The cuisine of northern Slovakia is influenced by the harsh climatic conditions of the area, where it is usually intensively cold at least three months per year. This is one of the reasons why smoked meat, potatoes, sauerkraut, dairy products and pulses are typical for this cuisine. In Slovakia, the pulses belong to the oldest cultivated crops. The most famous dish, still popular in the Slovak kitchen, is the bean soup, which used to be part of the Christmas Eve dinner for many families.
Dip beans into the water a day in advance. Let the washed smoked knee cook in a larger pot with the bay leaf and peppercorns. Cook until tender. After cooking, take the knee out of the pot and let it cool, take off the meat from the bone and cut it into small pieces. Strain the broth. Meanwhile, pour out the water from the beans, wash them and let them cook in the broth from the knee. Add the carrots cut into slices and the diced potatoes and cook until tender. Finally, prepare a roux with the lard from the finely chopped onion, flour, paprika and pour it into the hot soup. Season it with salt, pepper, marjoram and crushed garlic. Finally, put some pieces of lean meat from the smoked knee into the soup.
Bean Soup with Smoked Pork Knee
A vol-au-vent is the French name for a baked puff pastry batter. The name means ‘windblown’ and describes the lightness of the pastry. A round opening is cut in the top and the pastry cut out for the opening is replaced as a lid after the case is filled. In Flanders the pastry is filled with a chicken, meatball and mushroom sauce.
The typical Flemish asparagus is white, as it is grown covered in soil to prevent photosynthesis. This prevents the asparagus turning green and results in a taste a little sweeter and much tenderer than the green asparagus. It is generally harvested from late April to early June.
Stoemp is a typical and simple Brussels dish, which you have to try when spending time in the Flemish capital. It consists of pureed potatoes one or several mashed vegetables, sometimes also with bacon. These vegetable pairings traditionally include endive, kale, Brussels sprouts, spinach, turnip greens, carrot or onion. Stoemp is usually served with sausage or stewed meat.
Karjalanpiirakat come from Karelian kitchen and they are a great gift for Finnish food tradition. Recipe of the pies were spread first from Karelia to East Finland after the wars and then to the whole country. Finnish adapted these pies quickly to their ordinary and festival cuisine. Nowadays some find it easier just to buy pies ready made from grocery store, but baking the pie oneself is almost just as easy as well. Baking may take little bit more time, but the result, it’s worth it.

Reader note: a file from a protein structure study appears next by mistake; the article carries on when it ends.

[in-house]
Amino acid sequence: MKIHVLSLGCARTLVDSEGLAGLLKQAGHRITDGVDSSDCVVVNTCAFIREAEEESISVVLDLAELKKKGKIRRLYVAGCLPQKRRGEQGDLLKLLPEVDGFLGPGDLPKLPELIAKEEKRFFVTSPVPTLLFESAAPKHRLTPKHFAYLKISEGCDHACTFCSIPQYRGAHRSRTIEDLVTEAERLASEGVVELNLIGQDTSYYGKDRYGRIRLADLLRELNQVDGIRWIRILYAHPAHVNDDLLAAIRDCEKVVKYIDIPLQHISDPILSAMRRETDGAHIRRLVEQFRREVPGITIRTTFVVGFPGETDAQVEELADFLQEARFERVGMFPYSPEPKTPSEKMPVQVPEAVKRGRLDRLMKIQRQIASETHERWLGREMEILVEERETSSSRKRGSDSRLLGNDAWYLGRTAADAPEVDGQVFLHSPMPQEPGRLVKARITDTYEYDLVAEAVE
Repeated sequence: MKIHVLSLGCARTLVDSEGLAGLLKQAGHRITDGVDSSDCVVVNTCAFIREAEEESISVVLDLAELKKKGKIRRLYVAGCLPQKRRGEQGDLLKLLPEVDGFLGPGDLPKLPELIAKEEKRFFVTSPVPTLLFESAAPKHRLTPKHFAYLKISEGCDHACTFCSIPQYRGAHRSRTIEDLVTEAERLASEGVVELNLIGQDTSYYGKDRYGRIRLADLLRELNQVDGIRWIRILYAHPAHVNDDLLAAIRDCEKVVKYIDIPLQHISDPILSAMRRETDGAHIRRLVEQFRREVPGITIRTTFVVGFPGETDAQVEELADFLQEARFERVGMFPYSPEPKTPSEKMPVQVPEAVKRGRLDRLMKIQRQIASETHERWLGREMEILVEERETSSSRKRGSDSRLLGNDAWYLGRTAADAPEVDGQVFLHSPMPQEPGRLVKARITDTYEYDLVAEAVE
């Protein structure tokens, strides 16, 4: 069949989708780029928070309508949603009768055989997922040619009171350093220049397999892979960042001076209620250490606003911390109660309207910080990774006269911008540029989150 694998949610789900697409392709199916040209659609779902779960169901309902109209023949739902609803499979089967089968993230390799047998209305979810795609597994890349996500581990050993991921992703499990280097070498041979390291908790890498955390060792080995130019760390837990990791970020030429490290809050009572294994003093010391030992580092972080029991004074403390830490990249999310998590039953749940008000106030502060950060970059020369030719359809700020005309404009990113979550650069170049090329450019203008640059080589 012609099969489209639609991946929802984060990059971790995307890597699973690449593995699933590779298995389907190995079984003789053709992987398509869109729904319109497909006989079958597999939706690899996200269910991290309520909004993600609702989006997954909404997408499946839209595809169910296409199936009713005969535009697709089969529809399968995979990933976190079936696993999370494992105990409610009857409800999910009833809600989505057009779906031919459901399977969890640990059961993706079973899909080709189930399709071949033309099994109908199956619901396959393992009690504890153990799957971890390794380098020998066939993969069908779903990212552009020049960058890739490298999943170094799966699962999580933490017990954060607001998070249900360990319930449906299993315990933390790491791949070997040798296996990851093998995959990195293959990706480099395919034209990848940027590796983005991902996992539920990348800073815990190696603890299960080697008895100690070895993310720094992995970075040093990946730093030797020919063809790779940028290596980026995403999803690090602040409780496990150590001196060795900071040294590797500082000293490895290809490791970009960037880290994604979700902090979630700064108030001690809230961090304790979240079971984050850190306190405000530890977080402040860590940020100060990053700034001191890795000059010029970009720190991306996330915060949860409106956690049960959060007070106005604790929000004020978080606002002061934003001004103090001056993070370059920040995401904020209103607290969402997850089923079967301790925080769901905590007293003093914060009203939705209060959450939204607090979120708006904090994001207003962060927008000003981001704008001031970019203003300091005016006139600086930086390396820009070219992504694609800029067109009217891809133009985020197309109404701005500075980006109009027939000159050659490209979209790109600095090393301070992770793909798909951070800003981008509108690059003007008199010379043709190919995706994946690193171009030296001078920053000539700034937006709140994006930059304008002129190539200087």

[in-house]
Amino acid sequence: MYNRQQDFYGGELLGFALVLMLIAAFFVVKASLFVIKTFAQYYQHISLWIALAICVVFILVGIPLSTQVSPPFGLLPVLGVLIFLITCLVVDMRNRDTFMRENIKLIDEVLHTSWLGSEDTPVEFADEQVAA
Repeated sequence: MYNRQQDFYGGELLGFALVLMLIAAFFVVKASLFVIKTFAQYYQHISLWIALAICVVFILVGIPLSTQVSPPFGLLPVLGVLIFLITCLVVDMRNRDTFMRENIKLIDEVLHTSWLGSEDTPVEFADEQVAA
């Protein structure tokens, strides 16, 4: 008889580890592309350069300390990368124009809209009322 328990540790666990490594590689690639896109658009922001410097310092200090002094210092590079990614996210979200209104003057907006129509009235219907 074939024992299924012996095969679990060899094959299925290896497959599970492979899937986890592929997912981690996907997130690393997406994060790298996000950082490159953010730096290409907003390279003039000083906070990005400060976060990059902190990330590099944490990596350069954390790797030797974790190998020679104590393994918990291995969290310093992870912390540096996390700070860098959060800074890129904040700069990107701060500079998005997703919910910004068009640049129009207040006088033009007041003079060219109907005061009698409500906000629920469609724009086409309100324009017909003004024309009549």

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Hungry for a fulfilling cultural experience? Europe offers no shortage of delicious choices when it comes to food-centric festivals and gastronomy trails. From a bizarre city-sponsored tomato-throwing event in Buñol, Spain, to a celebration of oysters in Galway, Ireland, there is a food festival that is sure to please any palate.
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The lake trout “swims across” national borders and makes itself at home in deep, oxygen-rich lakes: in northern Russia, in Scandinavia, in the Baltic states, in Iceland. And of course, in Austria’s lakes. The sea trout is truly a globetrotter. In past times, it was the main fish to be found in Austrian lakes such as the Weissensee or the Millstätter See. And it is a great favourite with Austrian chefs and gastronomes. There’s very good reason for which the sea trout is the “Austrian Fish of the Year 2013”.
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- 1 of smoked pork knee (1 – 1,5 kg)
- 220 g of big mottled beans
- 2 pcs of carrots
- 3 pcs of potatoes
- 1 bigger onion
- 1 clove of garlic
- 3 teaspoons of fine flour
- 50 g of lard
- 2 bay leaves
- 4 blobs of whole black pepper
- salt, ground black pepper, marjoram, ground sweet red pepper